Changes in a vibration-sensitive neuron may equip forager honeybees for waggle dance communication, according to research recently published in eNeuro.
Forager honeybees share information about the location and value of food sources by moving their body from side to side and beating their wings. The observing bees interpret the waggle dance through sensory organs that send the information to vibration-sensitive neurons, including DL-INT-1.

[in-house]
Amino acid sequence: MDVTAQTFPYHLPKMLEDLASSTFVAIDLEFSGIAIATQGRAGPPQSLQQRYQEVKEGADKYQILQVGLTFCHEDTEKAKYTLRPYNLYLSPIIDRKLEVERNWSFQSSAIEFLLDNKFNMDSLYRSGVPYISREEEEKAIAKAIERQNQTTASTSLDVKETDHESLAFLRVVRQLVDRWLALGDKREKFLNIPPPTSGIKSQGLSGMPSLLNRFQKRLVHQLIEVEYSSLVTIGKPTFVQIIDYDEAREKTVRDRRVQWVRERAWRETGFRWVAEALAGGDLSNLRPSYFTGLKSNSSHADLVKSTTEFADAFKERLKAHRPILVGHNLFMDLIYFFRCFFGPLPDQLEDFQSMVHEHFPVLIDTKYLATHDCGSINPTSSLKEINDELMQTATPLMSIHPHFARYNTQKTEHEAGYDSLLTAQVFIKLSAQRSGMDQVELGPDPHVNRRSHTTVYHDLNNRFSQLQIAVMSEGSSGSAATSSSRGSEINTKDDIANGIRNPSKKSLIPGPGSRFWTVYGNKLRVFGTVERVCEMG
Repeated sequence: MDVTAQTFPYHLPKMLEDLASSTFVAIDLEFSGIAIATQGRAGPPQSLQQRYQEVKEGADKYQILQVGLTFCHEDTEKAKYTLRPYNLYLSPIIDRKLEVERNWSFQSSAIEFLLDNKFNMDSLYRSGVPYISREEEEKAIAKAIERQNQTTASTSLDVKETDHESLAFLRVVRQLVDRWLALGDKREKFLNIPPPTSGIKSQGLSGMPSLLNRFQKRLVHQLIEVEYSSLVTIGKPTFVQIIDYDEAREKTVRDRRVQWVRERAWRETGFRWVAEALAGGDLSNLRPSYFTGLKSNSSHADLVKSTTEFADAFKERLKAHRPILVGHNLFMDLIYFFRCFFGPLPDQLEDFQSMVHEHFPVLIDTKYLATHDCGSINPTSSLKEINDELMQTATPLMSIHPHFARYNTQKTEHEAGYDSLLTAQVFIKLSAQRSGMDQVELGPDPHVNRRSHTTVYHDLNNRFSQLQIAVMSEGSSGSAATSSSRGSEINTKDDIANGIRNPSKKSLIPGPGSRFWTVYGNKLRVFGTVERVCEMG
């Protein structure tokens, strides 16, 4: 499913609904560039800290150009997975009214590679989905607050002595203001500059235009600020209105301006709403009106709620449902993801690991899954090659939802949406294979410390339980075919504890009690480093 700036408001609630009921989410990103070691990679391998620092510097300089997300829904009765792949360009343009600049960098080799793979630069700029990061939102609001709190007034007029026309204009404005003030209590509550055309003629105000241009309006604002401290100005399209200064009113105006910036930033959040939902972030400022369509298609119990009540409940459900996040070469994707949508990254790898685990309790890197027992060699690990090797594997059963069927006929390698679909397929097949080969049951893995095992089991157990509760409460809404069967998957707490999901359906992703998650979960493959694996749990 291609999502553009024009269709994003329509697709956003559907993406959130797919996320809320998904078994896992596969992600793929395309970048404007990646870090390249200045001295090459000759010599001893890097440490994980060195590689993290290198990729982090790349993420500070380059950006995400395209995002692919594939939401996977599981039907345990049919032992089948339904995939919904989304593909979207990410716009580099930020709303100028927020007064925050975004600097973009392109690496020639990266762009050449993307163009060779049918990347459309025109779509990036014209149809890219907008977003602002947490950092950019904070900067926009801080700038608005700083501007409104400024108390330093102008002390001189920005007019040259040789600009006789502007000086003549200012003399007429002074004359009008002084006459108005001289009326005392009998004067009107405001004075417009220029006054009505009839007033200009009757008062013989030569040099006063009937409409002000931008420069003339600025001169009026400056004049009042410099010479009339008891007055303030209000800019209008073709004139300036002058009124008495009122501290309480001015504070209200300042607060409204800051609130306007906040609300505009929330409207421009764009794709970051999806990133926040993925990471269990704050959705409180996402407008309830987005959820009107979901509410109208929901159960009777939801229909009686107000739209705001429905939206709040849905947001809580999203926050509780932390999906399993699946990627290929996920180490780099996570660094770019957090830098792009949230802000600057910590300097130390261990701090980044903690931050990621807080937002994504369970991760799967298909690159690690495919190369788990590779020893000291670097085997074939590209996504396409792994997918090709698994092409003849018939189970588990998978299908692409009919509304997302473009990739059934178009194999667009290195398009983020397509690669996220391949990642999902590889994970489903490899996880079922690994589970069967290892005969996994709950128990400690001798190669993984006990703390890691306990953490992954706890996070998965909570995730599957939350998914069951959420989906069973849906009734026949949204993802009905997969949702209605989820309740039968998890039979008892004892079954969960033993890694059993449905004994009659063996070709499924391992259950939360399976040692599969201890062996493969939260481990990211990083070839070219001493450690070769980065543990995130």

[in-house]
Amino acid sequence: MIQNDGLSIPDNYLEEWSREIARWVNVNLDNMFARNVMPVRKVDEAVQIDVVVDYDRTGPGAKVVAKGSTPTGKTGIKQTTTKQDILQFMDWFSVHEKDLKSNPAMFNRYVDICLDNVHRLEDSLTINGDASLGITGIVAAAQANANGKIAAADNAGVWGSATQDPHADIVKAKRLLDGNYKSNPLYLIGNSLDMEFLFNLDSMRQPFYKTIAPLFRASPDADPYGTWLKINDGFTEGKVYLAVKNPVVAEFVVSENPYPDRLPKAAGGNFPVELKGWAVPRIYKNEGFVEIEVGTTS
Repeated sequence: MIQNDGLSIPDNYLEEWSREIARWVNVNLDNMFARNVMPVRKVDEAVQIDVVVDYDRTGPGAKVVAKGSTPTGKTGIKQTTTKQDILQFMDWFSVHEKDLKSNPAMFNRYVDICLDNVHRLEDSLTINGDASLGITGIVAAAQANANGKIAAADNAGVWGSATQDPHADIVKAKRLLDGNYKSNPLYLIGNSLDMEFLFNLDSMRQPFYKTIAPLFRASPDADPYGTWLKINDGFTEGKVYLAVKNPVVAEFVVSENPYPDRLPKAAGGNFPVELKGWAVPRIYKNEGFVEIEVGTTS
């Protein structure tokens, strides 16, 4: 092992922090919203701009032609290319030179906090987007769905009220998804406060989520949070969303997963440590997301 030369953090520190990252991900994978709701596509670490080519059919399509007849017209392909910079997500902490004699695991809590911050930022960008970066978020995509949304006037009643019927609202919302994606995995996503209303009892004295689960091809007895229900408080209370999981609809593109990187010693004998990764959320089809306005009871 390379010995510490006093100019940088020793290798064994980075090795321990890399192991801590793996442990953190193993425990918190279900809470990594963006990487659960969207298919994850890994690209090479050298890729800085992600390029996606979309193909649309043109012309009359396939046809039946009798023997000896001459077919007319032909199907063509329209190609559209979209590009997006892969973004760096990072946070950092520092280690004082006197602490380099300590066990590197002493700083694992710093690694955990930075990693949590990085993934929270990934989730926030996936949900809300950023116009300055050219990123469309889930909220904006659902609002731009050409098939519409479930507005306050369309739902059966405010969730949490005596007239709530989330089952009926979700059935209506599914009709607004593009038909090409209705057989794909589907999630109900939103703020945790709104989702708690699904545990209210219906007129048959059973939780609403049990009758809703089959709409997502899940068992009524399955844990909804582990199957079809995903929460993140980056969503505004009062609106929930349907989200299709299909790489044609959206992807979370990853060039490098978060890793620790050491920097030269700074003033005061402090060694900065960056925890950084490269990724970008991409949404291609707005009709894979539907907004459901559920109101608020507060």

After developing from an egg, young adult honeybees emerge from their cell and begin learning their social position. The honeybees that become foragers learn the waggle dance, which may require further brain development. To explore this, Ajayrama Kumaraswamy and colleagues at Ludwig-Maximilians-Universität München, Fukuoka University, and University of Hyogo recorded the electrical activity of DL-INT-1 neurons in young adult and forager honeybees and then created computer simulations and three-dimensional models of the neurons.
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